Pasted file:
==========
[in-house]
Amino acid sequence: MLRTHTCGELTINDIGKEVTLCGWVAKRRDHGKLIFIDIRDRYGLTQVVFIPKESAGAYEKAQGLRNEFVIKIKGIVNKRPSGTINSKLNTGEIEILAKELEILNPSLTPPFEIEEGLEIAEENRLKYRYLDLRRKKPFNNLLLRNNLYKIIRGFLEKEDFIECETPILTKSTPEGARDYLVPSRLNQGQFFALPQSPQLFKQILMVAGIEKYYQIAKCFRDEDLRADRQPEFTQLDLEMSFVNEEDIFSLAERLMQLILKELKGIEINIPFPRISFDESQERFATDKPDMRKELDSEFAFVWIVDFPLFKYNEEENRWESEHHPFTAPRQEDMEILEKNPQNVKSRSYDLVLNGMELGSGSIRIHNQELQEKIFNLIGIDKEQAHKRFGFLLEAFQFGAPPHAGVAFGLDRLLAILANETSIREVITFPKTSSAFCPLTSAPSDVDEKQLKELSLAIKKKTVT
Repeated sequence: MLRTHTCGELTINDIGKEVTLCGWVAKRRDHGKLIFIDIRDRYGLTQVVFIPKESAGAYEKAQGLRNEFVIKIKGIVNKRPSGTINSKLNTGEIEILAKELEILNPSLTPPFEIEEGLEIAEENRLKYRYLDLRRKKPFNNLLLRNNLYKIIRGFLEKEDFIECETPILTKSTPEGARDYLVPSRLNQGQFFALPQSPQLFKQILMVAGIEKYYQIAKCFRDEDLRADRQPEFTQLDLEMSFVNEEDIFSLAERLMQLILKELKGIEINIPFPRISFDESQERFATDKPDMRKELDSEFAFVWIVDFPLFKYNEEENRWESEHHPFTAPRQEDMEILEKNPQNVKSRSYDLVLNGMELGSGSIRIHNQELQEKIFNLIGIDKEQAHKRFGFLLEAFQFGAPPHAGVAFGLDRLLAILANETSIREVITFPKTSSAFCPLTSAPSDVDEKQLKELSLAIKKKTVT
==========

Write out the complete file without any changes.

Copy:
[in-house]
Amino acid sequence: MLRTHTCGELTINDIGKEVTLCGWVAKRRDHGKLIFIDIRDRYGLTQVVFIPKESAGAYEKAQGLRNEFVIKIKGIVNKRPSGTINSKLNTGEIEILAKELEILNPSLTPPFEIEEGLEIAEENRLKYRYLDLRRKKPFNNLLLRNNLYKIIRGFLEKEDFIECETPILTKSTPEGARDYLVPSRLNQGQFFALPQSPQLFKQILMVAGIEKYYQIAKCFRDEDLRADRQPEFTQLDLEMSFVNEEDIFSLAERLMQLILKELKGIEINIPFPRISFDESQERFATDKPDMRKELDSEFAFVWIVDFPLFKYNEEENRWESEHHPFTAPRQEDMEILEKNPQNVKSRSYDLVLNGMELGSGSIRIHNQELQEKIFNLIGIDKEQAHKRFGFLLEAFQFGAPPHAGVAFGLDRLLAILANETSIREVITFPKTSSAFCPLTSAPSDVDEKQLKELSLAIKKKTVT
Repeated sequence: MLRTHTCGELTINDIGKEVTLCGWVAKRRDHGKLIFIDIRDRYGLTQVVFIPKESAGAYEKAQGLRNEFVIKIKGIVNKRPSGTINSKLNTGEIEILAKELEILNPSLTPPFEIEEGLEIAEENRLKYRYLDLRRKKPFNNLLLRNNLYKIIRGFLEKEDFIECETPILTKSTPEGARDYLVPSRLNQGQFFALPQSPQLFKQILMVAGIEKYYQIAKCFRDEDLRADRQPEFTQLDLEMSFVNEEDIFSLAERLMQLILKELKGIEINIPFPRISFDESQERFATDKPDMRKELDSEFAFVWIVDFPLFKYNEEENRWESEHHPFTAPRQEDMEILEKNPQNVKSRSYDLVLNGMELGSGSIRIHNQELQEKIFNLIGIDKEQAHKRFGFLLEAFQFGAPPHAGVAFGLDRLLAILANETSIREVITFPKTSSAFCPLTSAPSDVDEKQLKELSLAIKKKTVT